A SECOND TWENTY (because I can)
11. Tully (D: Jason Reitman)
Jason Reitman’s latest features a script from Oscar-winner and frequent collaborator Diablo Cody (Juno, Young Adult) that’s one of 2018’s finest achievements, while Charlize Theron’s performance as a harried, over-stressed mother coming perilously close to the end of her rope is nothing less than magnificent.
12. The Guilty (D: Gustav Möller)
Powerfully minimalist ticking-clock thriller about an angry Danish policeman working against his will in the Emergency Services call center who, at the tale-end of his shift, receives a phone call regarding a woman’s abduction that will change his life forever. Stunning stuff.
13. Hearts Beat Loud (D: Brett Haley)
Brett Haley’s rambunctious drama is a celebration of family, love, friendship, growing up and most of all music, Nick Offerman and Kiersey Clemons creating such a beautiful father-son dynamic the overall spiritual effect it had over me was nothing short of magic.
14. If Beale Street Could Talk (D: Barry Jenkins)
This movie is an absolute marvel. Barry Jenkins follows up Moonlight with an adaptation of James Baldwin’s novel and creates a motion picture of such striking power and resonance its overall emotional magnitude is almost impossible to measure. The whole cast is aces, but Regina King‘s unrelentingly beautiful, emotionally rapturous performance in a key supporting role is an unforgettable stunner.
15. A Simple Favor (D: Paul Fieg)
What a movie! Anna Kendrick sparkles. Blake Lively smolders. Jessica Sharzer’s adaptation of Darcey Bell’s best-selling novel is a constant delight. Paul Fieg’s direction is light, bubbly and exuberantly malicious. A delicious tale of friendship, parenthood, sibling rivalry, murder, social media, improper sexual liaisons, vulgar language, high fashion, perfect martinis, workplace sexism and how to make a winning gazpacho, this malevolent little tale is nothing short of flawless.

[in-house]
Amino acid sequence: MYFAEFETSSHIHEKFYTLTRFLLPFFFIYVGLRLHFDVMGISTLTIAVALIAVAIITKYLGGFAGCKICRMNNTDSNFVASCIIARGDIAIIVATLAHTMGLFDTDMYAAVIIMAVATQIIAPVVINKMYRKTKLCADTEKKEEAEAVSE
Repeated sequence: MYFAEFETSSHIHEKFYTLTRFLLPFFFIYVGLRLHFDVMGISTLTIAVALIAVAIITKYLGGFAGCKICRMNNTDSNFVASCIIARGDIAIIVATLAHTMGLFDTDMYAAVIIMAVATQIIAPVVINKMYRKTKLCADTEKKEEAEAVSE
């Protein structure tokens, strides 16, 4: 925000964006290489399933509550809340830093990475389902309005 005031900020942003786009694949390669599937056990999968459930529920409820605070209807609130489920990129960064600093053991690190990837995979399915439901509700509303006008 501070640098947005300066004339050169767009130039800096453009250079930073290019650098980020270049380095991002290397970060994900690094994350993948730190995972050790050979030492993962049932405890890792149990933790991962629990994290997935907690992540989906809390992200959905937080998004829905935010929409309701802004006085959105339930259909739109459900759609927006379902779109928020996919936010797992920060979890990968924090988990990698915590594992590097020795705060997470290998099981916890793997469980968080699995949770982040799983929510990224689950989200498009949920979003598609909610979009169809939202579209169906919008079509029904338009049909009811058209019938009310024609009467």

16. The Hate U Give (D: George Tillman, Jr.)
An unforgettable dramatic experience, director George Tillman, Jr.’s and screenwriter Audrey Wells’ adaptation of author Angie Thomas’ powerful novel is as entertaining as it is necessary, this titanic shout for equality and to have one’s voice heard above the cacophony of intolerance and violence that’s constantly attempting to drown it out. Amandla Stenberg is revelatory.
17. Shoplifters (D: Hirokazu Kore-eda)
Living legend Hirokazu Kore-eda does it again, Shoplifters an emotionally shifting dreamscape of family, togetherness, regret and compassion that builds in any number of surprising and sometimes shocking ways as events progress towards their sympathetically pure conclusion. This one might be a masterpiece. More importantly, it’s a film I plan on revisiting multiple times in the future.
18. Leave No Trace (D: Debra Granik)
Debra Granik’s Leave No Trace is the kind of introspective sojourn into the human experience that, once seen, leaves a lasting imprint that will never completely vanish. It’s unforgettable, featuring performance from veteran character actor Ben Foster and newcomer Thomasin McKenzie that are without question two of 2018’s absolute best.
19. The Rider (D: Chloé Zhao) [Interview with Brady Jandreau]
Chloé Zhao’s The Rider is the year’s most visually gorgeous film. It’s also one of its most emotionally uncontaminated and hauntingly affecting, this story of South Dakota cowboy Brady (inspired by the life of, and played magnificently by, real life cowboy and former rodeo star Brady Jandreau) and his family trying to eek out their day-to-day existence on the Pine Ridge Indian Reservation an absolute triumph. See it at once.
20. Eighth Grade (D: Bo Burnham) [Interview with Bo Burnham and Elsie Fisher]
I admit that the first time I watched Bo Burnham’s stunning debut I did so looking through much of it through the spaces between my fingers that were uncomfortably covering my eyes. But, looking deeper, the movie’s unvarnished honesty, its unhesitant openness, all of that bursts into flawless clarity as events in young Kayla’s (a magnificent Elise Fisher) life move more and more into focus. It’s Gucci.
21. Suspiria (D: Luca Guadagnino)
A macabre dance with death, Luca Guadagnino’s daring take on Dario Argento’s landmark classic Suspiria doesn’t so much reinvent the material as take it into its own, magnetically deranged realm that allows the film to be its own unique thing and step outside of the massive footsteps of its predecessor. It only grows in resonance and power the more I keep thinking about it, the dexterous layers of this malevolent ballet a leap into the human abyss that’s beyond extraordinary.